Chi Square Test
Posted December 15, 2009
The Chi Square Test is a test that involves the use of parameters to test the statistical significance of the observations under study.
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The task of the chi square test is to test the statistical significance of the observed relationship with respect to the expected relationship. The chi square statistic is used by the researcher for determining whether or not a relationship exists.
In the chi square test, the null hypothesis is assumed as there not being an association between the two variables that are observed in the study. The chi square test is calculated by evaluating the cell frequencies that involve the expected frequencies in those types of cases when there is no association between the variables. The comparison between the expected type of frequency and the actual observed frequency is then made in this test. The computation of the expected frequency square test is calculated as the product of the total number of observations in the row and the column, which is divided by the total size of the sample.
The calculation of the statistic in the chi square test is done by computing the sum of the square of the deviation between the observed and the expected frequency, which is divided by the expected frequency.
The researcher should know that the greater the difference between the observed and expected cell frequency, the larger the value of the chi square statistic in the chi square test.
In order to determine if the association between the two variables exists, the probability of obtaining a value of chi square should be larger than the one obtained from the chi square test of cross tabulation.
There is one more popular test called the chi square test for goodness of fit.
This type of test called the chi square test for goodness of fit helps the researcher to understand whether or not the sample drawn from a certain population has a specific distribution and whether or not it actually belongs to that specified distribution. This type of test can be applicable to only discrete types of distribution, like Poisson, binomial, etc. This type of chi square test is an alternative test for the non parametric test called the Kolmogorov Smrinov goodness of fit test.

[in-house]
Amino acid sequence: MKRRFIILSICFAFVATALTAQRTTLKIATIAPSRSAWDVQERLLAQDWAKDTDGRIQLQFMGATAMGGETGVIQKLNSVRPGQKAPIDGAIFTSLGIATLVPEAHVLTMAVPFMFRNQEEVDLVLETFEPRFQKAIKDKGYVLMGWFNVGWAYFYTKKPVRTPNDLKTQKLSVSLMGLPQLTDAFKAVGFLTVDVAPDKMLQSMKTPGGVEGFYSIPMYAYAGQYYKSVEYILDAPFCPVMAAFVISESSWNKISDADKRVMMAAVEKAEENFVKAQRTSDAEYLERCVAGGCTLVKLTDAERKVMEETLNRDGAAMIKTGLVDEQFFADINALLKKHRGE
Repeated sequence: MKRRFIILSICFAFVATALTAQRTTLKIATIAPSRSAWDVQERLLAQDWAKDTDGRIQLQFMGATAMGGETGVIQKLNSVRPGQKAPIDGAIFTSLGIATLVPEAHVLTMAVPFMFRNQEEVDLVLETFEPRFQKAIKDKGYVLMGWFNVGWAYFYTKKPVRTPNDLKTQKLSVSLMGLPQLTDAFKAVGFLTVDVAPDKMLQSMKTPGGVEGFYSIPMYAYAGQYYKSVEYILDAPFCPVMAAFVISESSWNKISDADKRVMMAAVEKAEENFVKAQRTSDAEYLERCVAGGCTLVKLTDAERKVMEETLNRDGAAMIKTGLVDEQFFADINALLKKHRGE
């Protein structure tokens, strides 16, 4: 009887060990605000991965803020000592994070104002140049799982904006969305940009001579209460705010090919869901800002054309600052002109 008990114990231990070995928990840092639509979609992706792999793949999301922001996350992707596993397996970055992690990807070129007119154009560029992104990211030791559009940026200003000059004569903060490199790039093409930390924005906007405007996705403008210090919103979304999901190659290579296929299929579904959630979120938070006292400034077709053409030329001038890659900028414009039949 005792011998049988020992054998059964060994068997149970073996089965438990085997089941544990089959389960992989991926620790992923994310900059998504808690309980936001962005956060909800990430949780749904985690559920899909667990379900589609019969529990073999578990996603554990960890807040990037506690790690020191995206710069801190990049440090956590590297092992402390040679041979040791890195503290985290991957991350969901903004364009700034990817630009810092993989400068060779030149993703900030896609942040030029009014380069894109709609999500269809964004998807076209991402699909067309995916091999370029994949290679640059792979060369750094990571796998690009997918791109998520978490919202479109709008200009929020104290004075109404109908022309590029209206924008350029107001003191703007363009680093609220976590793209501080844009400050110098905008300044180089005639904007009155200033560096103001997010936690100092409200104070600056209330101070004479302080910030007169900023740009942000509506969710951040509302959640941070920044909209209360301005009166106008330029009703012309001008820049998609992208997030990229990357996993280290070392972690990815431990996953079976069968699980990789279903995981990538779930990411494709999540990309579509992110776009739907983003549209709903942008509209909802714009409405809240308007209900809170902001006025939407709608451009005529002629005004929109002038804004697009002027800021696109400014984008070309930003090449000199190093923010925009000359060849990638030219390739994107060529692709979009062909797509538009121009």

The null hypothesis assumed by the researcher in this type of chi square test is that the data drawn from the population follows the specified distribution. The chi square statistic in this test is defined in a similar manner to the definition in the above type of test. One of the important points to be noted by the researcher is that the expected number of frequencies in this type of chi square test should be at least five. This means that the chi square test will not be valid for those whose expected cell frequency is less than five.
There are certain assumptions in the chi square test.
The random sampling of data is assumed in the chi square test.
In the chi square test, a sample with a sufficiently large size is assumed. If the chi square test is conducted on a sample with a smaller size, then the chi square test will yield inaccurate inferences. The researcher, by using the chi square test on small samples, might end up committing a Type II error.
In the chi square test, the observations are always assumed to be independent of each other.
In the chi square test, the observations must have the same fundamental distribution.